If You Want To Rise, Pay Close Attention To Your Leadership Brand
Over the years keynote speaker, executive coach and author Sara Canaday has gained a unique, front-line view of leadership and its fascinating evolution. She shares those observations with in-depth analysis in her second book, Leadership Unchained: Defy Conventional Wisdom for Breakthrough Performance, which published in April.
I have known Sara for many years and it has been a pleasure to watch her rise.
Recently I had the opportunity to interview her. Here are the highlights of that interview:
Jill Griffin: Where did you grow up? Describe your early childhood and its significance on your life.
Sara Canaday: I grew up in El Paso, Texas. Growing up in a border town exposed me to a wide range of people, cultures and economic conditions. I credit the city for my street smarts and for my propensity to be tough-minded and resilient.
Griffin: When did you first get the whisper you belonged in business?
Canaday: During my High School Summer breaks, I worked in my Father’s civil engineering firm. Though I had no desire to learn about joists, soil tests and transfer loads, I got a taste of the business world and that was likely a primer for me.
My Mom also worked outside of the home as a high-school counselor and both of my parents put themselves through undergraduate and graduate school. This sparked my determination to work hard and pursue a career, not just a job.
As I reflect back on my own career map, I can see a clear demarcation between my early drive to reach individual career milestones and my later focus on making an impact as a leader (growing others, helping them uncover their blind spots and bring their best selves to work) and then eventually as an owner of a boutique leadership development firm.
Griffin: Was there an early teacher that inspired you? Who and how?
Canaday: My Father has always inspired me. He was an extremely hard worker, very disciplined and highly respected in our community and the industry. My Father was a consummate professional. I never saw him lose his temper or act boastful. He was a gracious man who did everything with excellence and integrity. Even though he worked endless hours, he dedicated his free time to his family and to giving back through the rotary club of El Paso.
Griffin: What’s a great piece of business or life advice you received, who gave it to you and how has it enhanced your life?
Canaday: A former boss modeled what it meant to be a connector of people and information. She would set aside lunch every Friday to meet with someone outside of our company and she consistently shared relevant or interesting articles with her staff and new connections.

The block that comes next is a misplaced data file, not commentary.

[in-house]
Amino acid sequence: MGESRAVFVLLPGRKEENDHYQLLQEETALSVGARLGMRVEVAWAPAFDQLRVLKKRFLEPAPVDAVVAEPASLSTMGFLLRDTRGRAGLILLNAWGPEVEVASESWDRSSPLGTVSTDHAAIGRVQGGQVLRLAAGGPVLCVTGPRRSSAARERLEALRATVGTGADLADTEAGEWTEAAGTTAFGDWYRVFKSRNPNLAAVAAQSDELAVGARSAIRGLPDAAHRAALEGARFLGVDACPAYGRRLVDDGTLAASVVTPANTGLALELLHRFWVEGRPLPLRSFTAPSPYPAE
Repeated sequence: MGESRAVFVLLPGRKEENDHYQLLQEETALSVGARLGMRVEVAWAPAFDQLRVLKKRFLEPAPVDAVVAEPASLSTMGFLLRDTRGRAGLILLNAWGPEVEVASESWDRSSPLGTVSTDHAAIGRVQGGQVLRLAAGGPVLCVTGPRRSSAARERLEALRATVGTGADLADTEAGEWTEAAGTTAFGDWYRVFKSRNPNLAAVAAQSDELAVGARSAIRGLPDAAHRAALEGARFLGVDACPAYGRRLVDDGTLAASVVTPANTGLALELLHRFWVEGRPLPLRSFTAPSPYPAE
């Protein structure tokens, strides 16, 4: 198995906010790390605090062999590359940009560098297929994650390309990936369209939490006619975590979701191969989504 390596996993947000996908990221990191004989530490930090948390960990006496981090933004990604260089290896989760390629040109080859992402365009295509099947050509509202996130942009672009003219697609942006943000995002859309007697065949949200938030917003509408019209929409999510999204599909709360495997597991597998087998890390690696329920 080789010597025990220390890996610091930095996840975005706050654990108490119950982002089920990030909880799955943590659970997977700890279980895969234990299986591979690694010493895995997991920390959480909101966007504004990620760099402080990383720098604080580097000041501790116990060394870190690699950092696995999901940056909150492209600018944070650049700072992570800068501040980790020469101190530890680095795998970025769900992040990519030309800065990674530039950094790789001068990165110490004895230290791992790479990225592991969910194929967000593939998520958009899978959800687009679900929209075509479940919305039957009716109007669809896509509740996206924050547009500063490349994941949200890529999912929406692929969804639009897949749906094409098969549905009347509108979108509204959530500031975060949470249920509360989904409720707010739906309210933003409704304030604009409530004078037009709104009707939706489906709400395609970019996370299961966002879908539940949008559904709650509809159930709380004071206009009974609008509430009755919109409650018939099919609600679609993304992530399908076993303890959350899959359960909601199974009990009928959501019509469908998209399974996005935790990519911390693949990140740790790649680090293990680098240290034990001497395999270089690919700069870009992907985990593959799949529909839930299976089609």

That inspiration to connect and the results that followed, showed me that regardless of what type of business you are in, it is all about relationships. And there is no better way to foster strong and lasting ones than to help others by making introductions, offering support and sharing wisdom.
Griffin: Please give me the top three bullet points in your Personal Leadership Credo.
- Be willing to adjust your behavior to better engage and influence others.
- Be open to others’ perspectives and disrupt your own thinking by intentionally seeking out thoughts counter to your own.
- Work to challenge and grow yourself and those you lead.
Griffin: Describe a painful setback in your life and what it taught you.
Canaday: In my mid-20’s, I went through a divorce and the experience left me deeply wounded. What I learned from that experience is that it is ok to be vulnerable and that opening up to others is what leads to deeper and more meaningful connections.
I remember thinking that the experience should have left me disappointed and skeptical. However, I was so humbled by the genuine support and care of others, that I now see the event as a gift. (ahem…on several levels.)
Griffin: What advice do you have for young, talented, ambitious women who want to rise?
Canaday: Don’t be afraid to ask for help or seek counsel. Most people are happy to offer their perspective, help make connections and steer you in the right direction.
Deliver on your commitments and make your work so outstanding that others want to champion you, open doors for you and give you candid and game-changing feedback.
Never underestimate the power of your leadership brand. Whether you are trying to sell an idea to your colleagues or trying to make your mark in a competitive industry, it is important to be aware of your image and business reputation. People base their decisions to work with you, promote you, or buy from you based on your likeability and their perceptions of your leadership brand.